In the News / Politics:

Express Scripts and Medco Merger

By: Mahdieh Danesh Yazdi

Express Scripts Inc., one of the nation’s top pharmacy benefit managers (PBMs), has announced a $29 billion deal to take over one of its top competitors, Medco Health Solutions Inc.  Medco shareholders re-approved the merger on December 21.  For finalization, it needs the approval of Express Scripts’ shareholders and the federal government.  The deal had raised concern in some corners, which saw it as stifling competition and potentially leading to higher prescription drug prices for consumers.  In fact, it raised legal issues as some thought it might even be in violation of antitrust legislation, as the combined force of both PBMs may lead to 41% control of the PBM market.  On Tuesday, December 6, 2011, the United States Senate held a hearing in the antitrust subcommittee of the judiciary committee to address the issue.  It asked experts who oppose and support the measure to offer their sides of the story.

The opponents of the bill, which include several consumer groups and pharmacy organizations, say that the merger would result in a super-powered conglomerate that would dictate prices and the types of medications that patients could receive (while leaving little room for other alternatives).  They point to the fact that, besides Medco and Express Scripts, the only PBM with a major customer base is CVS Caremark.  They argue that it would also further limit patients’ choices, as PBMs would force many of their members to use mail-order pharmacies (as opposed to traditional community pharmacies), in order to avoid additional fees and increased costs.  This will give these PBMs a greater advantage in negotiating contracts with community pharmacies that might not be able to survive further cuts in their reimbursement rates.  This would particularly hurt independent pharmacies, which do not have the same financial resources as their chain pharmacy counterparts.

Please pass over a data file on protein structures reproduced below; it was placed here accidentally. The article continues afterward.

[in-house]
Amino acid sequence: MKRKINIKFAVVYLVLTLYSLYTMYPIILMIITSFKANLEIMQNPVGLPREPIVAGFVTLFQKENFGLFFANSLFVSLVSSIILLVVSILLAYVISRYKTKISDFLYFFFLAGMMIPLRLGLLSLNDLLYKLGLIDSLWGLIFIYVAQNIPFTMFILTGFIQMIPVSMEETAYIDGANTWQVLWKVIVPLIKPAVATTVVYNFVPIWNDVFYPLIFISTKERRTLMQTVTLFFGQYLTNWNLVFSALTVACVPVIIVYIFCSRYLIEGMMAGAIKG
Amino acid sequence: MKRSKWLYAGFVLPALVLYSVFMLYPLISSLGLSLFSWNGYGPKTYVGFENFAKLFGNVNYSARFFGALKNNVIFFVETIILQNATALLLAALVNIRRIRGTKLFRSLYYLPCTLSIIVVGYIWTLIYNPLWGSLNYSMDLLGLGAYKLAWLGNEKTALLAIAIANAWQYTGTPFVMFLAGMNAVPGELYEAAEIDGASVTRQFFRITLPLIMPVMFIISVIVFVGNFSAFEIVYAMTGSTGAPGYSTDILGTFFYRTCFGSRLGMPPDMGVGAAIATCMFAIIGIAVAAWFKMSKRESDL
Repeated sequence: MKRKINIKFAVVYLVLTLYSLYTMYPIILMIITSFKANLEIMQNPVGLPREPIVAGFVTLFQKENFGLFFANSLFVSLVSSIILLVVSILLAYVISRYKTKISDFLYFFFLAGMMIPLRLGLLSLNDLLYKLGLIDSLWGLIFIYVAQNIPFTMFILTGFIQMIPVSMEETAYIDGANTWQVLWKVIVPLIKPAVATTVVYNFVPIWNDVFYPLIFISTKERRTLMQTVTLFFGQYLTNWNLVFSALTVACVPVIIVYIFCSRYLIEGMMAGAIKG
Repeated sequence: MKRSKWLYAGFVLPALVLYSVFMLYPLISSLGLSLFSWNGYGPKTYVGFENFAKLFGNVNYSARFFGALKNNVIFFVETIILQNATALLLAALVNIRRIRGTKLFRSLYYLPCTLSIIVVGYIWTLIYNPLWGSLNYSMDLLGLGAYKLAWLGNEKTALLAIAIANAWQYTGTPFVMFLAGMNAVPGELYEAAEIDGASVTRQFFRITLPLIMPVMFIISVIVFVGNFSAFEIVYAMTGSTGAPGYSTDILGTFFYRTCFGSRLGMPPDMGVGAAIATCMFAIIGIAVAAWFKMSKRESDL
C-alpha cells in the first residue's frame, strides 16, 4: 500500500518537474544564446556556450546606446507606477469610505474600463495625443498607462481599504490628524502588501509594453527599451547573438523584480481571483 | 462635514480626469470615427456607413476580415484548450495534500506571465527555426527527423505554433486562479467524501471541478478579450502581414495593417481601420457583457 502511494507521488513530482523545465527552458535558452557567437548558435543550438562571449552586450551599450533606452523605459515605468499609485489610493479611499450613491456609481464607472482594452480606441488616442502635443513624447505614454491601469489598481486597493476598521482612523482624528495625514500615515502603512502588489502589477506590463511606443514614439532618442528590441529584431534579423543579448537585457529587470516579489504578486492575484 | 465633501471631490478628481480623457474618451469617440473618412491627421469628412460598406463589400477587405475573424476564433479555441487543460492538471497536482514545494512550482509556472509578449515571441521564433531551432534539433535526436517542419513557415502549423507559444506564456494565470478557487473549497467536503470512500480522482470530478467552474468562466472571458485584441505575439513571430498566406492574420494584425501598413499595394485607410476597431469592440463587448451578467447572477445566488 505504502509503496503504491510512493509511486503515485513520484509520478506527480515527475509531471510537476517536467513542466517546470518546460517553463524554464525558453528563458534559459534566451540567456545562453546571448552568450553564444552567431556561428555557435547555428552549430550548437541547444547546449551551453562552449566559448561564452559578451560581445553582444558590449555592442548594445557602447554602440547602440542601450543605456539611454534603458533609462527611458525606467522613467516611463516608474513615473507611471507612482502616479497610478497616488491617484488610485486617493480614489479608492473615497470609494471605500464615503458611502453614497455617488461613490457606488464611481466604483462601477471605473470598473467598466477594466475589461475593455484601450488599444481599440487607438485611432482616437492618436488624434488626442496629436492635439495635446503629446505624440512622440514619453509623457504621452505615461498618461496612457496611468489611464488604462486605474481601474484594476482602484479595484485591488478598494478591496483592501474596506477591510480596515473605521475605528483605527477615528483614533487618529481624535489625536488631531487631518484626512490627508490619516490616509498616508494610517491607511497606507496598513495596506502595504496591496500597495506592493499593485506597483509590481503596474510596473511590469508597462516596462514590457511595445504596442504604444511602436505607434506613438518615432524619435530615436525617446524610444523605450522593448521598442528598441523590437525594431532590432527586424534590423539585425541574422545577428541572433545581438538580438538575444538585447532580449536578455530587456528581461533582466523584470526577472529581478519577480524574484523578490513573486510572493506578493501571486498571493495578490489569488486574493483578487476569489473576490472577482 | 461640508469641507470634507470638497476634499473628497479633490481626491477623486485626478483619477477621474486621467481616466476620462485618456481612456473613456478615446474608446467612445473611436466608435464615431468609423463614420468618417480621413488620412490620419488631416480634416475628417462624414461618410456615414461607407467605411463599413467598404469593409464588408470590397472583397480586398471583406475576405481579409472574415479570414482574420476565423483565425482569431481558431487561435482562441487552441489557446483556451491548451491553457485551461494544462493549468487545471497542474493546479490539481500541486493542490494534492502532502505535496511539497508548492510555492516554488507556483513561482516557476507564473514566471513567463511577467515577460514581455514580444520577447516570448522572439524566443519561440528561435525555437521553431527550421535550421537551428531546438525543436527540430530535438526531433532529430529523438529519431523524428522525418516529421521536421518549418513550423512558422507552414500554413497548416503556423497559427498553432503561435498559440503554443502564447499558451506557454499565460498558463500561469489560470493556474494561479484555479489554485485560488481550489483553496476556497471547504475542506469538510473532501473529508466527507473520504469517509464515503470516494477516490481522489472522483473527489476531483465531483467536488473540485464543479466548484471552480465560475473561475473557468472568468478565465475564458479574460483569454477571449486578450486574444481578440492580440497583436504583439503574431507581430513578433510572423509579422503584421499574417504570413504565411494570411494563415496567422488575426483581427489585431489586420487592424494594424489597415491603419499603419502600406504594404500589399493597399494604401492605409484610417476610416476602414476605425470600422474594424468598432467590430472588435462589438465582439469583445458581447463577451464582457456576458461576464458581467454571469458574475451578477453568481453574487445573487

The proponents of the deal argue that there would be no lack of competition once the merger happens.  They also claim that prices would not increase from their current levels (as they expect drug prices to drop), and the merger would lead to greater efficiency in the dispensing chain.  The companies also dispute the claim that consumers would no longer be able to use their neighborhood community pharmacies; they point out that, for Medco alone, 85% percent of consumers rely on community pharmacies for their medications.

The Federal Trade Commission (FTC) is also reviewing the case to determine whether it is in violation of any antitrust legislation.  Thus far, it has asked both companies to provide more information about the deal.  The Department of Justice has recently been more adamant in going after such mergers that it perceives might interfere with competition in the free market, with the prime example being AT&T’s failed bid to procure T-Mobile.  Therefore, depending on further clarification by Express Scripts and Medco, it is unknown if this merger will be approved or not.  Upon approval by the Express Scripts shareholders and the FTC, the deal will be completed by early 2012.


  1. Abelson, Reed and Natasha Singer. “Express Scripts-Medco Merger Raises Antitrust Concerns.” 5 December 2011. The New York Times. 25 December 2011 <>.
  2. Matthews, Anna Wilde and Thomas Catan. “FTC Presses Express Scripts on Merger with Medco.” 2 September 2011. The Wall Street Journal. 25 December 2011 <>.
  3. PR Newswire. “NCPA Warns of Dangers of Express Scripts-Medco Merger at US Senate Hearing.” 6 December 2011. PR Newswire: United Business Media. 25 December 2011 <>.
  4. Weigley, Samuel. “Medco Shareholders Approve Merger with Express Scripts.” 21 December 2011. International Business Times. 25 December 2011 <>.
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